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Arguments against Fair Share don't hold up
Des Moines Register
March 1, 2007
[Note: This material is copyright by the Des Moines Register, and is reproduced here as a matter of "fair use" for non-commercial, educational purposes only. Any other use may require the prior approval of the Des Moines Register.]
Opponents of this legislation are using downright silly arguments against it, predicting dire consequences for the state. Having researched state economic-development policy for more than 10 years, and consulted with the Iowa Department of Economic Development and others, I can tell you why the Chicken Littles are wrong.
The whole point of economic development is to raise a state's standard of living. Iowa is a low-wage state, and ranked 31st in median hourly wage in 2005. Of the seven surrounding states, Minnesota, Wisconsin, Illinois, Missouri and Kansas had a higher median wage. The stated goal of Iowa economic-development policy has been to raise wages, and rightly so.
Some opponents of Fair Share seem to believe that economic development means simply attracting new jobs, of any kind, paying any wage. They appear to argue that if the proposed Fair Share law would cause even one firm to go elsewhere, it is a bad law.
I have been trying to understand why a firm would change its location based on this law. Firms choose locations because of access to natural resources, suppliers and markets; a supply of productive workers at reasonable wages; and quality education and other public services.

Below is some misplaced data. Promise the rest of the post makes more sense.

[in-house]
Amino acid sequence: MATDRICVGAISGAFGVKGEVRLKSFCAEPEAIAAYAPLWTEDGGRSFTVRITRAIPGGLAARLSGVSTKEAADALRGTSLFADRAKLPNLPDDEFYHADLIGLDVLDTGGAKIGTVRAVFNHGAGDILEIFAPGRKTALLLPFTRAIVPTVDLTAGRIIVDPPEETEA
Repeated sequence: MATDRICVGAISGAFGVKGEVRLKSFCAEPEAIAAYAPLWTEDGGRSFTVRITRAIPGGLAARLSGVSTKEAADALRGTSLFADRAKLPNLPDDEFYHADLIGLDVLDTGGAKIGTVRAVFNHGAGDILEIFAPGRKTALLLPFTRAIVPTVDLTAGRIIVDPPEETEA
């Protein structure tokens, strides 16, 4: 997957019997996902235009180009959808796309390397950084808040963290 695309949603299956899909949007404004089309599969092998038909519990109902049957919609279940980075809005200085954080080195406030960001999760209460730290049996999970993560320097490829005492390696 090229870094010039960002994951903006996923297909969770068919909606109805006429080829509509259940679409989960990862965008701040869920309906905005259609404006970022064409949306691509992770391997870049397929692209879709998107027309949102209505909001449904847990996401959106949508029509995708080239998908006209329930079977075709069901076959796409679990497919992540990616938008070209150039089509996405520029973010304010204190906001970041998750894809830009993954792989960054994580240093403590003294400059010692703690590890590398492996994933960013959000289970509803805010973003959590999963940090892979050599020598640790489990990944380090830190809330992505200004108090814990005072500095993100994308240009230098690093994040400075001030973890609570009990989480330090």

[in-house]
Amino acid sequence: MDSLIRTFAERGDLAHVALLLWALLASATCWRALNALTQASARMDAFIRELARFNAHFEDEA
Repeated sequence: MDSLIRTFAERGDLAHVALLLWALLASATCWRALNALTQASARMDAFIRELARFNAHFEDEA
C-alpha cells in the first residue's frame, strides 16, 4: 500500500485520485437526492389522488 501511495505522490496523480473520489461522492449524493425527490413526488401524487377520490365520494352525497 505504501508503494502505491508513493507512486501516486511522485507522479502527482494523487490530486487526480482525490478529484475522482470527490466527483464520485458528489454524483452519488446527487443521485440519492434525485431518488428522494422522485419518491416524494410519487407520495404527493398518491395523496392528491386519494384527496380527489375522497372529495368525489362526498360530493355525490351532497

Those factors determine whether Iowa is the most profitable location for a firm. Why would Fair Share matter? The legislation will not raise a firm's costs, after all. Why would a unionized company care how many of its workers paid how much to the union? Why would a non-union firm care what dues or agency fees workers in a union firm are contributing?
The answer is that most firms would not care; they cannot afford to base a location decision on an issue that doesn't affect their bottom line.
I can only conclude that firms that assert they will not come to Iowa because of Fair Share are looking for a low-wage location, and want weak labor unions to help ensure that Iowa will remain a low-wage state.
Most business and economic analysts agree Iowa faces an impending labor shortage. Given projected slow growth in the labor force and more rapid growth in demand for workers, the state will face a shortage of 150,000 workers by 2012.
We also have difficulty keeping young people in the state, primarily because of better job opportunities elsewhere. A 2001 study showed that Iowa retained only 42 percent of its college graduates. This put us 44th out of the 48 continental states, and last in our region.
Clearly, we should be doing all we can to make Iowa a more attractive place.
States do face choices when it comes to economic policy. Some have chosen the "low-road" strategy of poor wages, low taxes (and substandard public services) and weak unions. They are content to measure success in terms of job numbers alone. Others have embarked on a "high-road" strategy aimed at better-paying jobs by creating a good education system, strong infrastructure and a high quality of life.
Fair Share is part of the
high-road approach. Silly arguments and policies aimed at preserving our
status as a low-wage state will not help.
PETER S. FISHER is research director of the nonpartisan Iowa Policy Project in Iowa City, and professor of urban and regional planning at the University of Iowa.